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I compose and post these articles with only one desire in my heart: to praise God and to offer modest help on your spiritual journey.

Saturday, September 10, 2016

The Test of Faith

The author of psalm six presents us with a person tormented, psychologically, physically, socially and spiritually. In simple words, the psalmist describes the profound suffering to which this person is subjected. His outcry is soul rending: "How long, o Lord--how long?" (6:3) This person is experiencing an extreme test of faith. The psalm ends with this suffering person reaffirming his faith in God and hoping in salvific divine intervention.

Almost every believer at times undergoes such a test of faith. I will, therefore, try to outline in this article, some great figures from the bible and history, underlining their attitude in such extreme experiences, hoping that they can be role models for each one of us.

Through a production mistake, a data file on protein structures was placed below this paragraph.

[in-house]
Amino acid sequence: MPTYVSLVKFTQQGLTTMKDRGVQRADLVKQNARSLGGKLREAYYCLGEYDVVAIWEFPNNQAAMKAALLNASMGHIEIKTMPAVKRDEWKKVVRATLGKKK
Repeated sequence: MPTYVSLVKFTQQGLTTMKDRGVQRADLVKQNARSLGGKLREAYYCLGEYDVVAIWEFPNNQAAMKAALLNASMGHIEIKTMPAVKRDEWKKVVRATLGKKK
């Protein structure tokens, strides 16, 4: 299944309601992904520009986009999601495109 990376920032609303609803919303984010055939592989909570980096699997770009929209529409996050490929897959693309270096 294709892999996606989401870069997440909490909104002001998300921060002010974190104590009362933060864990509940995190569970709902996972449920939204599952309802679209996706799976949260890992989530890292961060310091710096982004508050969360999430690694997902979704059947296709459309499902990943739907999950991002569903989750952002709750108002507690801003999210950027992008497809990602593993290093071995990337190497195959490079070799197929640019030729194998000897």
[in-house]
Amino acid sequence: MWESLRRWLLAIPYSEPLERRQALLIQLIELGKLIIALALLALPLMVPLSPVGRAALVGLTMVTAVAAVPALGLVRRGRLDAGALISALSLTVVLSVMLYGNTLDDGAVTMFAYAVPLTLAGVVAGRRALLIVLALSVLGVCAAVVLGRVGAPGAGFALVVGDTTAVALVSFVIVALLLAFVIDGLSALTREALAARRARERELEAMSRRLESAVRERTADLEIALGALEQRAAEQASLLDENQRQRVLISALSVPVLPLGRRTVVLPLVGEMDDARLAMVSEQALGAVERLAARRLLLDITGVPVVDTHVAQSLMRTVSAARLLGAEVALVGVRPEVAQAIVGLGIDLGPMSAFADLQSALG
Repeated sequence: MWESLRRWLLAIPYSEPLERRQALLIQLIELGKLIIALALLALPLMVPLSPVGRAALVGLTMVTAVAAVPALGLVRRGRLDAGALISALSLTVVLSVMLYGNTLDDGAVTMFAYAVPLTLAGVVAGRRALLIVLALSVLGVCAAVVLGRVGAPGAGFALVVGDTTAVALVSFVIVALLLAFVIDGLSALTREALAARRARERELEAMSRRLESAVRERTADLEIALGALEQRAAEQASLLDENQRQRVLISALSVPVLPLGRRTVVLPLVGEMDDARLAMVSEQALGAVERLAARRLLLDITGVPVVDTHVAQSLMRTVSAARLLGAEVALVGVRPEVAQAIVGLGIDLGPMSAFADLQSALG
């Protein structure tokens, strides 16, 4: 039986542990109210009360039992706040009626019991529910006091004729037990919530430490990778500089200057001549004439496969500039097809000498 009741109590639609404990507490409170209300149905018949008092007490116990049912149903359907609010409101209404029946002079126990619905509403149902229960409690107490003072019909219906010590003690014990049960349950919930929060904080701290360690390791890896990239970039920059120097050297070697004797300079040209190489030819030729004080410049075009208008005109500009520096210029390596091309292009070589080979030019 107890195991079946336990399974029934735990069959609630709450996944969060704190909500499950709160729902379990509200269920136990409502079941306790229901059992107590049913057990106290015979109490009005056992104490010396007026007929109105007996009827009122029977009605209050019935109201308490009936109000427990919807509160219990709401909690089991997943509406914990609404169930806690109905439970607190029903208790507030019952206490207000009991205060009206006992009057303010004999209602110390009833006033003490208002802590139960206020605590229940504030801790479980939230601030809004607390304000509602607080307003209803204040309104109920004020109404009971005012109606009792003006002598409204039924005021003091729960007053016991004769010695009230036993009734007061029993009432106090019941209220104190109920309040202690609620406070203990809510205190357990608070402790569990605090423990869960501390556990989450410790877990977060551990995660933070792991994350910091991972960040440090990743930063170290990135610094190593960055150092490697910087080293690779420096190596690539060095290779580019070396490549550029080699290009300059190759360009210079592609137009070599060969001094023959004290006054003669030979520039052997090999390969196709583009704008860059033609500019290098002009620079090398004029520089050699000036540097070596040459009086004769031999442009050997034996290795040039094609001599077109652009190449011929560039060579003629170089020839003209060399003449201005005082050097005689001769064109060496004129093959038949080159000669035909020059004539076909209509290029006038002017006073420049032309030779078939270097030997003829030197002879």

Abraham is the first person, that comes to mind, when I think of this subject. The story of his test of faith (GN 22) is known to all of us. In their old age, Abraham and Sarah are granted a son at a time when they thought this would be absolutely impossible. We can imagine how much Abraham and Sarah were attached to this child, whom they considered God's gift. One day Abraham hears the call of God, who asks him to sacrifice his son, Isaac, as an offering to him. Abraham makes all the preparations and starts his trip to the top of the mountain Moriah. Origenes, an Alexandrian theologian from the Third Century C.E., in his commentary on the chapter has majestically pointed out the drama that encompasses Abraham and his son Isaac. The questions of the child Isaac to his father Abraham are gradually increasing in emotional intensity, which is heart-wrenching for Abraham. "Daddy, behold, the fire and the wood, but where is the lamb for the burnt offering?" (GN 22:7). Reading the comments of Kierkegaard and Derrida on the episode, one can better understand that Abraham is treading in the territory of the impossible, that he is somewhere lost in the icy lands of inexorability. Whatever he would do, it would be unethical. We find here a perfect illustration of Plato's ethical dilemma presented in his dialogue, Euthyphro, "Is it holy because God calls it holy, or God calls it holy because it is holy?" Here God stops Abraham from offering his son on the alter he built on the mountain Moriah, which is also an indication that the God of the bible rejects human sacrifices. The chapter ends with God praising Abraham for his unshakeable faith in him. "Then the angel of the Lord called to Abraham a second time from heaven, and said, "By Myself I have sworn, declares the Lord, because you have done this thing and have not withheld your son, your only son, indeed I will greatly bless you" (GN 22: 15-17).